Yesterday, I had the time of my life! My family came over and we had so much fun dancing and partying! Friends came and went all morning exchanging mishloach manot (gift baskets). The costumes this year were better than ever... so many of our friends dressed up the whole family with themes. I sure have some creative friends!
This morning, I received an e mail letter from Meuhedet (healthcare provider), letting me know that the drug, Gemcitabine, has been ordered and approved. "We are happy to let you know that your doctor ordered bla bla bla... and it's been approved bla bla bla... best wishes and blessings for a full recovery and good long life.... Blessings, Meuhedet". Is that only in Israel? I thought the wording of the letter was cool.
I'm restarting chemo tomorrow with a slightly different schedule... using the same platinum based, Carboplatin, along with Gemcitabine (Gemzar is the known brand name). The schedule is Carbo every 3 weeks and the Gemcitabine 2 weeks on 1 week off.
Gemcitabine is supposed to have less harsh side effects than Taxol... here's the list:
- Flu-like symptoms such as muscle pain, fever, headache, chills, and fatigue
- Fever (within 6–12 hours of first dose)
- Nausea (mild)
- Poor appetite
- Skin rash
- Allergic reaction
- Hair loss
- Mouth sores
- Difficulty sleeping
- Shortness of breath
Last time, I knew the timeline. 6 courses (which became weekly dose-dense mid-treatment). Five months and then we're done! THIS time it's open-ended. We're doing a certain number of chemo treatments and then a PET CT to check if it's working to shrink the tumors.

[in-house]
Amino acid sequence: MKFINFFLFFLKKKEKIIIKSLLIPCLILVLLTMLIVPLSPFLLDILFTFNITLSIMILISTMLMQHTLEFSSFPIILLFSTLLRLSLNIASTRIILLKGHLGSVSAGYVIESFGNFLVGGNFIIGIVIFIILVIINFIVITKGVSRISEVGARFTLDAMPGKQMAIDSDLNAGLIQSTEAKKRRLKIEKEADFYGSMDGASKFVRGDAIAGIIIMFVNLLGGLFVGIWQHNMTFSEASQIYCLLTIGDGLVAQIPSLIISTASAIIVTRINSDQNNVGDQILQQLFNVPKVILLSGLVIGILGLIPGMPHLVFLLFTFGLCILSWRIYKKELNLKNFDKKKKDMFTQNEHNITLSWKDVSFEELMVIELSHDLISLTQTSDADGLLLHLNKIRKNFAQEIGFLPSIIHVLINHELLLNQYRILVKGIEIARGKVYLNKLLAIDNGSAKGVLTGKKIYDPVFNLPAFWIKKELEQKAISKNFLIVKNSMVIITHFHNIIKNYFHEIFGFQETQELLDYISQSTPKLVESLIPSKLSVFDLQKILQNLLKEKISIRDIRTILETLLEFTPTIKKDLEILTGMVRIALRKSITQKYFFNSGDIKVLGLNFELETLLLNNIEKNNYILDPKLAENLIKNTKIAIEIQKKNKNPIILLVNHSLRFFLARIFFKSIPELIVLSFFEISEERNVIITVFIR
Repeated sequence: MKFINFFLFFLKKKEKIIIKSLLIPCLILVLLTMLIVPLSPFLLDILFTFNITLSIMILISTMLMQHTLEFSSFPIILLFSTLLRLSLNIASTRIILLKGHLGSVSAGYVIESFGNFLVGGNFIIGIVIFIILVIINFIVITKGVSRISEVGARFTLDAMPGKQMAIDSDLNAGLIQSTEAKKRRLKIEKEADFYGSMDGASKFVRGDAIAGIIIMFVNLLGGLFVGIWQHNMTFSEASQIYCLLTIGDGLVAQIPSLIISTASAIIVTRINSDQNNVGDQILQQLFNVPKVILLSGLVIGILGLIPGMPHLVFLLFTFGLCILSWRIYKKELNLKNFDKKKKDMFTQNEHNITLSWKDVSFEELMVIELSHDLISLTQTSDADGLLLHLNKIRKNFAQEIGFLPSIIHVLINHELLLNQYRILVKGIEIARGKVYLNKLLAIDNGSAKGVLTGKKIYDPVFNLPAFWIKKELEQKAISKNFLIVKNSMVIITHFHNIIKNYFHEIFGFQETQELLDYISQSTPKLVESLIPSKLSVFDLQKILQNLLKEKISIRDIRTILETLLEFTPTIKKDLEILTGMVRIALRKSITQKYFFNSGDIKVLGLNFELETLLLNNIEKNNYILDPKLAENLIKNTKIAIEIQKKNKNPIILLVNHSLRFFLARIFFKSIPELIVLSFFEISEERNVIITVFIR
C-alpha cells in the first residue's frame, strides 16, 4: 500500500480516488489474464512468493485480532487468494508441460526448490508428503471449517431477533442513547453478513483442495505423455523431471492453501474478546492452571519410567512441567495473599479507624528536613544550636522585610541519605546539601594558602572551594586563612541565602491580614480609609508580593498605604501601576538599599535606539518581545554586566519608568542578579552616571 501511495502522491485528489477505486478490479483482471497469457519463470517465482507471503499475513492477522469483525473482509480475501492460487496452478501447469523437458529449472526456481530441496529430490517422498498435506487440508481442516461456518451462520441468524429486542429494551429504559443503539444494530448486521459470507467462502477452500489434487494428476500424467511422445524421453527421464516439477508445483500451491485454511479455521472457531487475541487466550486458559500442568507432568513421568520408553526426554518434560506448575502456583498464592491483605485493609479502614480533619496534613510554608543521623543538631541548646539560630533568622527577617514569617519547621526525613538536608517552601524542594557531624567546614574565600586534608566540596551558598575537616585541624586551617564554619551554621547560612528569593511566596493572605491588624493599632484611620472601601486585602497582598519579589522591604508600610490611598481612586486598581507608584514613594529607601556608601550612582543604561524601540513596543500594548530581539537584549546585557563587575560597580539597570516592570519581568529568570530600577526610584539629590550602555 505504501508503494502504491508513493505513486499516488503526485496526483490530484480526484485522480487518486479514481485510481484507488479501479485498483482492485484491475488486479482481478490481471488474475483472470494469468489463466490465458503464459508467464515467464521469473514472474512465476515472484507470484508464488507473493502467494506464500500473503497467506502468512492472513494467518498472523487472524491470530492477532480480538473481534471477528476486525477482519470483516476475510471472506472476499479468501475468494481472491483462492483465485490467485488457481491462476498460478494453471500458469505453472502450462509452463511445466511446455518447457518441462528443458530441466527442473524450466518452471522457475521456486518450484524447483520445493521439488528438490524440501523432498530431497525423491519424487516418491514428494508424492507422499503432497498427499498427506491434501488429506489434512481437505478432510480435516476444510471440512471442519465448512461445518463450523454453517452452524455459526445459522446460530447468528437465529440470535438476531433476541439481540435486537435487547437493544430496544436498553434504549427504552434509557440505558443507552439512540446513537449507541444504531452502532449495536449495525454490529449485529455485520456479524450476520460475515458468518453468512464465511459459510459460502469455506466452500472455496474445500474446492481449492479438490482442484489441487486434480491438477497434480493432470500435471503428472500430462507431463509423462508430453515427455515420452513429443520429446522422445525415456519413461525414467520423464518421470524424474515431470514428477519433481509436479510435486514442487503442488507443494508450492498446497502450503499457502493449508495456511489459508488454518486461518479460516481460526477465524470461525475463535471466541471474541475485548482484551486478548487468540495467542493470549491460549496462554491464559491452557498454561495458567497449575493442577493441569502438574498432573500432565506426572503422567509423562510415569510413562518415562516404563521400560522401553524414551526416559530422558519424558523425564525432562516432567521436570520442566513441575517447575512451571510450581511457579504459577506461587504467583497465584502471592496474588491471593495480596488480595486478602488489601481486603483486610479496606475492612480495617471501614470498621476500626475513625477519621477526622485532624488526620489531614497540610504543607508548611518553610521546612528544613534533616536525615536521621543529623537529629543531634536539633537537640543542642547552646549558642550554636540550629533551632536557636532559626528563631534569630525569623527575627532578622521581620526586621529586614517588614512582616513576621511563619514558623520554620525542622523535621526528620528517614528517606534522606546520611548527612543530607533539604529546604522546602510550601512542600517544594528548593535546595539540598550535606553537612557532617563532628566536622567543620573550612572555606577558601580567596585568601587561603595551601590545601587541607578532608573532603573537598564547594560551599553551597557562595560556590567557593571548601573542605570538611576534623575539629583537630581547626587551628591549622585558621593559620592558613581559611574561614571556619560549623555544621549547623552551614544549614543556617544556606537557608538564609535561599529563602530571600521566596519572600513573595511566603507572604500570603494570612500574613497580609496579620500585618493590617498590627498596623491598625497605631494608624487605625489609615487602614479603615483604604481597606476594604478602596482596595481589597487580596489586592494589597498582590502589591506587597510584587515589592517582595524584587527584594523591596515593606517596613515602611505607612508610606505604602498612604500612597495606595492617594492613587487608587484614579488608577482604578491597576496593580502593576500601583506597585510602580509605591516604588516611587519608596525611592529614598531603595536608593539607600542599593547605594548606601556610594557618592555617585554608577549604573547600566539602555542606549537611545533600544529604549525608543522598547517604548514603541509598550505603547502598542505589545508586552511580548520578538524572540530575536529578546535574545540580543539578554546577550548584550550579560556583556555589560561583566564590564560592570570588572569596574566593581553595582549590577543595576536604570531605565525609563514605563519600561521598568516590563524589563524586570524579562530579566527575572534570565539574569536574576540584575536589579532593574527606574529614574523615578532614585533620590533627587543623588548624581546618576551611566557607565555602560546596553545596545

Last week, I had a "procedure" to have a port "installed". So now I have a button to go along with my zipper (that's what I call the ovarian cancer surgical scar that extends from sternum all the way down). The port will make drawing blood and receiving chemo much easier. Getting the port-a-cath was not so easy. My intention isn't to whine and complain however if anyone reading this can be helped... that is my intention. I don't know if I'm just a big baby or if I overly attached myself to what many tried to convince me was "nothing". "It's such an easy procedure you don't even need sedation." "It's nothing." "Piece of cake." Well, only second to having 4 syringes of fluid removed from my pelvis WITHOUT any pain medication... it was the most traumatic experience of my life. Just one day before, I had a sigmoidoscopy and biopsies taken - no problem - no trauma whatsoever. The key... sedation. Even though I was awake and I remember everything said and done, I was relaxed, not scared and fully functional. Lying on a surgical table in a freezing cold operating room with sterile sheets draped over my body and face, strapped down, my body began to shake violently. I felt the repetitive jabs of the local anaesthesia needle going into my chest and I realized I was going to freak out! I let everyone present know that... and was told that the sedation drugs aren't recommended because they're "poisonous" to my body. Really? As opposed to the herbal chemotherapy I'm about to receive??? I see no reason for any person in the Western World to have to go through that. I hereby SWEAR (with all of you as my witnesses) that no syringe or knife wielding person will EVER touch my body EVER again without my permission unless they've offered me sedation. I eventually convinced them, after the first incision, that they weren't going to complete the procedure without calming me down first but not before a meltdown complete with sobbing and tears. Sedation might make you sleepy, forgetful, whatever... that works for me. It's so much better than traumatic memories which NEVER go away. ...and that's my message for today. MY body. MY decision.
See you tomorrow.... at chemo.